Flip one coin. Every time it comes up heads, your child gets 1 point. Every time it comes up tails, you get 1 point. Flip it 50 times. Tally by 5s to make it easier to keep track of scores. The player with the most points wins. If one player has 10 points more than the other person does, he scores an extra 10 points. Ask your child to notice how often this happens. (Not very often!) Flip two coins. If the coins come up two tails or two heads, your child scores 1 point. If it comes up heads and tails, you get 1 point. After 50 flips, see who has more points. Ask your child if he thinks this game is fair. What would happen if one player received 2 points for every double heads and the other player received 1 point for everything else. Would that be fair? Flip one coin. Then flip the other. If the second coin matches the first coin, your child scores 1 point. If the second coin doesn’t match the first coin, you receive 1 point. Try this 50 times. Is the result the same as in the previous game?

★

★

Games that involve math should be fun for children, so keep it light!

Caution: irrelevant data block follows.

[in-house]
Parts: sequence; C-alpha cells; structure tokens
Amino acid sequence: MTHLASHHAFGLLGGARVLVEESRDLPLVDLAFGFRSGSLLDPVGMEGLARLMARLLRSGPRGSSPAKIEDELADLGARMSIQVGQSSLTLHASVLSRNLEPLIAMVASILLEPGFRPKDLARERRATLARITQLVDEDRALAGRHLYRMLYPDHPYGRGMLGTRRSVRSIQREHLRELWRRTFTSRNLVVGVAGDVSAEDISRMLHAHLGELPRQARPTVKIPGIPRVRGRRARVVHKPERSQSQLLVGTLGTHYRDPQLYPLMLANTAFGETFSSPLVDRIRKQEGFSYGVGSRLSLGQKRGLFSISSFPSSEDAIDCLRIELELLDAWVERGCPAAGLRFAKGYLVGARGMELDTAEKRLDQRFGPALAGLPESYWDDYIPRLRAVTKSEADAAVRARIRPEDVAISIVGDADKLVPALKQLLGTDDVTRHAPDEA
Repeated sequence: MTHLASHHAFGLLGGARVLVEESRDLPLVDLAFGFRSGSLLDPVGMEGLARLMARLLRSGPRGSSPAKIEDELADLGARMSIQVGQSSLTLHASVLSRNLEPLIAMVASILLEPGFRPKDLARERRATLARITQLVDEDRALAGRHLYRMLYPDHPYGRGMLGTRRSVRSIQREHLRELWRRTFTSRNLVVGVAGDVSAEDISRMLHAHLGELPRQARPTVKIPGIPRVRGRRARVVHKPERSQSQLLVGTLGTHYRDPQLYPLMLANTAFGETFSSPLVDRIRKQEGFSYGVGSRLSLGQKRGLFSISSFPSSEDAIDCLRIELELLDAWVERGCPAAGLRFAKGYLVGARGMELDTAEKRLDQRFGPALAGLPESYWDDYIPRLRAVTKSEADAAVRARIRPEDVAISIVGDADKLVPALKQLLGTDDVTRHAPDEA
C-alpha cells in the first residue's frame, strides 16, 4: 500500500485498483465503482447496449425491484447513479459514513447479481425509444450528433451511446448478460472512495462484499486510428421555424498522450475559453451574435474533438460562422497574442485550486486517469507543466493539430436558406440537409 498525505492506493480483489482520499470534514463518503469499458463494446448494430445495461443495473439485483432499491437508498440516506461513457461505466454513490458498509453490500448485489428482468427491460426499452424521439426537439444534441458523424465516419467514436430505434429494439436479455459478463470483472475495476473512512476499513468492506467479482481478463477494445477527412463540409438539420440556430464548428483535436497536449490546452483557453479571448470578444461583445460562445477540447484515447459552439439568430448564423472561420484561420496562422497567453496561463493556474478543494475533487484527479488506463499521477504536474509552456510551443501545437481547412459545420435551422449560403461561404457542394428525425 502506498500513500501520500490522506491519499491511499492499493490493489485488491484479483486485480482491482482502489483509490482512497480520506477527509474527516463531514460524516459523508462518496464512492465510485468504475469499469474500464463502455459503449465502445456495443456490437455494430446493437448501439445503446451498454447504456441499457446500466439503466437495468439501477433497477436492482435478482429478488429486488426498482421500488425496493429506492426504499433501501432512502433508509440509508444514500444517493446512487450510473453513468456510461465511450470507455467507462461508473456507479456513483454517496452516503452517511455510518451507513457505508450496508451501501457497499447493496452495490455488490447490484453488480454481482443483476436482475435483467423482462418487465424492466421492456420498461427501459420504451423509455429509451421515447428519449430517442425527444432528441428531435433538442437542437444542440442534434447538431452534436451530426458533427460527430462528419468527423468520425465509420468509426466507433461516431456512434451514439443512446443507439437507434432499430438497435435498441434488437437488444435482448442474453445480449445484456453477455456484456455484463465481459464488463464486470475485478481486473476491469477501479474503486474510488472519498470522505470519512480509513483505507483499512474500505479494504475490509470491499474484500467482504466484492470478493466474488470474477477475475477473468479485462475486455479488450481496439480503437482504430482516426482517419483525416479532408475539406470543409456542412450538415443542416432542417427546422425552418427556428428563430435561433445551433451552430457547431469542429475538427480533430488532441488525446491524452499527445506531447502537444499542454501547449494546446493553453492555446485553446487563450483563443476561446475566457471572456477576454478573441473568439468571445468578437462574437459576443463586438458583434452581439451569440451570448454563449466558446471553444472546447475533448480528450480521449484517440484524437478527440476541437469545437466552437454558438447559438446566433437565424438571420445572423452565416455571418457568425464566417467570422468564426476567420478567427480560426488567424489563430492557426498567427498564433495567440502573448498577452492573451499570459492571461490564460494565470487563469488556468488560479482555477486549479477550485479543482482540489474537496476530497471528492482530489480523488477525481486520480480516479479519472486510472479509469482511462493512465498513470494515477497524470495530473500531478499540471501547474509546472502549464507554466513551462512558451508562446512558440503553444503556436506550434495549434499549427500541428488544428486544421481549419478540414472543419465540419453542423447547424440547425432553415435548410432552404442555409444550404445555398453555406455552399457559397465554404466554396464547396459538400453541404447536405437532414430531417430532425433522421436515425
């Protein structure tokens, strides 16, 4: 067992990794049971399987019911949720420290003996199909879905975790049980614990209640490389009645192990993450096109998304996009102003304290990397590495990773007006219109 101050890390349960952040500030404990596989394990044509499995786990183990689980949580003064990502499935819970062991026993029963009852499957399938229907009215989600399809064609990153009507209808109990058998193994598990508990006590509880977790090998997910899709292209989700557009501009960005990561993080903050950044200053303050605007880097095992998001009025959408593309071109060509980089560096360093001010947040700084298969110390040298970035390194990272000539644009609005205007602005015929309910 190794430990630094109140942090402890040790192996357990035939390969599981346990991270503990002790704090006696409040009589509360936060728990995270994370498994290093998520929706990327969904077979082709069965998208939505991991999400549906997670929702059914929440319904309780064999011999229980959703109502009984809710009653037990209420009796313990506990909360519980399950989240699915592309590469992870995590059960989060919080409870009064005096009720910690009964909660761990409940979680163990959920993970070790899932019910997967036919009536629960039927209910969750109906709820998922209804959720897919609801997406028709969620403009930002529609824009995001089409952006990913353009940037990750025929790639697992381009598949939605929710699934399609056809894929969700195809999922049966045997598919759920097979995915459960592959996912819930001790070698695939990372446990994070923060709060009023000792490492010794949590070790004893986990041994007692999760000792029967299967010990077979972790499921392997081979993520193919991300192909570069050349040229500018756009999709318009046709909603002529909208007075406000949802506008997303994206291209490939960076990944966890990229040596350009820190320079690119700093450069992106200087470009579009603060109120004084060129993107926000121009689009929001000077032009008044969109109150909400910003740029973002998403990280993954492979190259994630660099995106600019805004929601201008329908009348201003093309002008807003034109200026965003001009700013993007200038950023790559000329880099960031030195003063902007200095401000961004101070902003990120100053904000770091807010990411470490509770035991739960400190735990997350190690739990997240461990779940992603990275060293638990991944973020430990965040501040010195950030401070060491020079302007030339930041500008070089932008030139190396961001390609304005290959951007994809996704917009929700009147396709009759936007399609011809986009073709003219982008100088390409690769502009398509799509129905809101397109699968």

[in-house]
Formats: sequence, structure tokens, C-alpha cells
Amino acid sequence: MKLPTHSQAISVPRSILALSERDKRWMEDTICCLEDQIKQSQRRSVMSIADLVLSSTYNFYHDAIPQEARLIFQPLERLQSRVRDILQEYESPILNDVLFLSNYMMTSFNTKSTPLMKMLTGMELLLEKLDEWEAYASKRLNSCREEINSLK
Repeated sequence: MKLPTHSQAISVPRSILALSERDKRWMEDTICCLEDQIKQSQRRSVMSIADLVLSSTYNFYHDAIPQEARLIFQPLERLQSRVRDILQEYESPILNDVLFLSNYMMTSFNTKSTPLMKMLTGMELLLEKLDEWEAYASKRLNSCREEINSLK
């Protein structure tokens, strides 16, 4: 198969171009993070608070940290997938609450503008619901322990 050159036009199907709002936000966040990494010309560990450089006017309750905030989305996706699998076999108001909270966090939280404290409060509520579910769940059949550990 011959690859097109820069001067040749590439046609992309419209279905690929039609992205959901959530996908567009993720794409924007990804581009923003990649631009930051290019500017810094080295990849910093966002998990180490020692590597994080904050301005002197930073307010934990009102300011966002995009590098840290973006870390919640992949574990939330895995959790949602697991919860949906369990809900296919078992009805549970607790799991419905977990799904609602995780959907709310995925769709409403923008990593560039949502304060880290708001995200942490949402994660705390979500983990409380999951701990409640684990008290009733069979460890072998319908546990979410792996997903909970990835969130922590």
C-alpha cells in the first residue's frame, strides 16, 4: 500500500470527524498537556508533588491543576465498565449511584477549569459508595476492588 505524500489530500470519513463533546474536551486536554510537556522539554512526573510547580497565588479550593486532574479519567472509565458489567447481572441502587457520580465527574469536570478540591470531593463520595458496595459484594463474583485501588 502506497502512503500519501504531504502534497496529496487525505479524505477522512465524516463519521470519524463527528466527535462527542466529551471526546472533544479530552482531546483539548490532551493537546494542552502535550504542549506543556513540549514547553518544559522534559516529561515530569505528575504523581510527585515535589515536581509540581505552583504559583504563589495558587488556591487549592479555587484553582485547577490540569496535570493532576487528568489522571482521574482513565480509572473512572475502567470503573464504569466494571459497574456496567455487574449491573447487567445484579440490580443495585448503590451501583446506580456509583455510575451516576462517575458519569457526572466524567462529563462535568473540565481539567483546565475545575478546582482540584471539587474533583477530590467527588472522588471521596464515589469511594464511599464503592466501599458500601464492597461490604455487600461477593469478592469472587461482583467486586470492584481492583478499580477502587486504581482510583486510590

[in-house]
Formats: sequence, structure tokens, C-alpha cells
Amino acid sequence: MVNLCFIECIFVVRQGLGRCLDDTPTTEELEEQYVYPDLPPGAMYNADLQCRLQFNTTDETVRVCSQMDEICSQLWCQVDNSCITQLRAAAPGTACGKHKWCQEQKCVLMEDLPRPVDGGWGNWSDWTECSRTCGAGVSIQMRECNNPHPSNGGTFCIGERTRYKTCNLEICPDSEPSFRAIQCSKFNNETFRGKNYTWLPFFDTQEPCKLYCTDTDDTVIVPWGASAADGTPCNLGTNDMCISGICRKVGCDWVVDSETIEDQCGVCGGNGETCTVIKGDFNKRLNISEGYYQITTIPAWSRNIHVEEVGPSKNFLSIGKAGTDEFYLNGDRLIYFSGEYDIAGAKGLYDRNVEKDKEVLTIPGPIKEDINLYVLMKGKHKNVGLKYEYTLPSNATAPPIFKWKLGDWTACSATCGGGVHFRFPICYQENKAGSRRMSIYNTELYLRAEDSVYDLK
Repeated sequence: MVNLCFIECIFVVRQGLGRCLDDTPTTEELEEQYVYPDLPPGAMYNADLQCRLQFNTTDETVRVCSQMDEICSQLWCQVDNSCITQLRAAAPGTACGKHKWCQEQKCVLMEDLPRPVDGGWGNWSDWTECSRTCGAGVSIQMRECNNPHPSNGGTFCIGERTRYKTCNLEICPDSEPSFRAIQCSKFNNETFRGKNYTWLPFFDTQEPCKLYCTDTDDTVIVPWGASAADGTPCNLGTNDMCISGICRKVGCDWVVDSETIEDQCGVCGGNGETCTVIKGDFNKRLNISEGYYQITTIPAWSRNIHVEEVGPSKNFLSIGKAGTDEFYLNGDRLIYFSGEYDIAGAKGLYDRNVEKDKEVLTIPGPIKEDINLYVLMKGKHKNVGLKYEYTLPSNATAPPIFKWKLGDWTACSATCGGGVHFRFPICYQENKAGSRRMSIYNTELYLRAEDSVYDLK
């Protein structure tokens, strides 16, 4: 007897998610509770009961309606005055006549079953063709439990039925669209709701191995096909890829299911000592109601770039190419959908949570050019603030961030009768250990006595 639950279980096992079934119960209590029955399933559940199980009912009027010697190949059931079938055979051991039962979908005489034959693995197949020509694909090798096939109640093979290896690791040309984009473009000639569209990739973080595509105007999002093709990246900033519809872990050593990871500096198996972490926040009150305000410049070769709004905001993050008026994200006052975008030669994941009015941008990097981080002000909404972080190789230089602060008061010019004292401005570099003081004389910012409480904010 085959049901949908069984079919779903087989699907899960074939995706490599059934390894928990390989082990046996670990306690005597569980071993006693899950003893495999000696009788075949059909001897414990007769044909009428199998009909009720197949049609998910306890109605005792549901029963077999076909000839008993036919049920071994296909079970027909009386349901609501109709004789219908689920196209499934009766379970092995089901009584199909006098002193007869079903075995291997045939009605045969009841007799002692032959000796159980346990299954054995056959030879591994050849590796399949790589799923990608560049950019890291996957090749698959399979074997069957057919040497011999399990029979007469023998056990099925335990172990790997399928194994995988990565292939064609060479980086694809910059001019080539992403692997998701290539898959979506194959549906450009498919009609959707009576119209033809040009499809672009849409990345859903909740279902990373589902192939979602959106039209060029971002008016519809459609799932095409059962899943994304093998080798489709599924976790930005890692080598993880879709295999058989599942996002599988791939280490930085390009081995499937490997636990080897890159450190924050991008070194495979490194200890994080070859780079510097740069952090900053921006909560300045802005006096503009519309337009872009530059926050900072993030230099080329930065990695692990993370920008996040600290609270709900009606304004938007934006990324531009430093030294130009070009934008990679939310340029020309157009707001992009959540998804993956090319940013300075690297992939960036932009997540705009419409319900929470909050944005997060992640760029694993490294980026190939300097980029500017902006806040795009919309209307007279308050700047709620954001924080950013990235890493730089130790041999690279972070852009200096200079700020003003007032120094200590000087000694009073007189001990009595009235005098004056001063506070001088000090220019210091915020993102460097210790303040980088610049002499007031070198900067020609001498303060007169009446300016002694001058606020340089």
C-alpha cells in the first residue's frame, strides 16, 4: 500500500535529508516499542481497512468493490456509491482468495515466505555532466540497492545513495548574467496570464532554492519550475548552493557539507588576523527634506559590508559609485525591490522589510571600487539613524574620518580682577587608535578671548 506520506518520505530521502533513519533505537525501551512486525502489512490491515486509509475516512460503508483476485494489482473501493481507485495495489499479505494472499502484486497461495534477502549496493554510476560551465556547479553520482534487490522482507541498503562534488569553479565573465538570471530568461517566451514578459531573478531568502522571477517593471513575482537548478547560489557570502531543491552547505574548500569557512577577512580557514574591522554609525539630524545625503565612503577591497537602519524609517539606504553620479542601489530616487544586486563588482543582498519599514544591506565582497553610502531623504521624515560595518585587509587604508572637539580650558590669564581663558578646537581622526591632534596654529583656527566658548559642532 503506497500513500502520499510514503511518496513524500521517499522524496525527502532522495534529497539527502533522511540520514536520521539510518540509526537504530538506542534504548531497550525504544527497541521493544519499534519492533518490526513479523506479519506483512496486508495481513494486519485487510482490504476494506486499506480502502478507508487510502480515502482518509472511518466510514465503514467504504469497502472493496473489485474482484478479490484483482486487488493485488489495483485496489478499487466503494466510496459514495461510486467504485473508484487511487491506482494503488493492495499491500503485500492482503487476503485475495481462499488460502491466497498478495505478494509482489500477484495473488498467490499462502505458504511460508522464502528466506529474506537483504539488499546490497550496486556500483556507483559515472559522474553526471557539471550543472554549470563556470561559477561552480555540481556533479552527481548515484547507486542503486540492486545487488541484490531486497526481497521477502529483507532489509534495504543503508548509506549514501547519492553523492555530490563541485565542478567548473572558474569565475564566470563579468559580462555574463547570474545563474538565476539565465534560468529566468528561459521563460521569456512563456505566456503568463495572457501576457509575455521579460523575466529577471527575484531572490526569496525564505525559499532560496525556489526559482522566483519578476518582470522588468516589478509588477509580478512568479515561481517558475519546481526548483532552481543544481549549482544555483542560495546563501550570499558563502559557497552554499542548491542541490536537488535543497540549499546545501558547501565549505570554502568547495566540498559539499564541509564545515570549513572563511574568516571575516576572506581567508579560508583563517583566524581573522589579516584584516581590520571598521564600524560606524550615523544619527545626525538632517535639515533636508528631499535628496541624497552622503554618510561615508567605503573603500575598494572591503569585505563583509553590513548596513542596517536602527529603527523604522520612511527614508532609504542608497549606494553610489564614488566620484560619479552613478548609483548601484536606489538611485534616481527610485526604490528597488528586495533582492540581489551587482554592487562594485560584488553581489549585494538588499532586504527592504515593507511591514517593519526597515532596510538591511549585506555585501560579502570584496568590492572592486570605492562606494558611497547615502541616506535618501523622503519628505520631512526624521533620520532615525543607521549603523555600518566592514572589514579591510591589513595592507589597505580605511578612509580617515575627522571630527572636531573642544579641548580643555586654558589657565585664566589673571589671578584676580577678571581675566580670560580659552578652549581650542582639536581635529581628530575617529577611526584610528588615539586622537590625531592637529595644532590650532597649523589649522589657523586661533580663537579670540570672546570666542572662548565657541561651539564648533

Call attention to the role that probability plays in everyday life by pointing out how it is used in TV weather forecasts or sports stories.

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Card Smarts

Variations for All Grades

Games with number cards can help children develop strategies for using numbers in different combinations by adding, subtracting, multiplying and dividing.

**What You Need
**

★

Sets of number cards, 1-10 (you can make your own using heavy paper or index cards) Pencil and paper Coin

★ ★

What to Do

Here are some games that you and your child can play with number cards: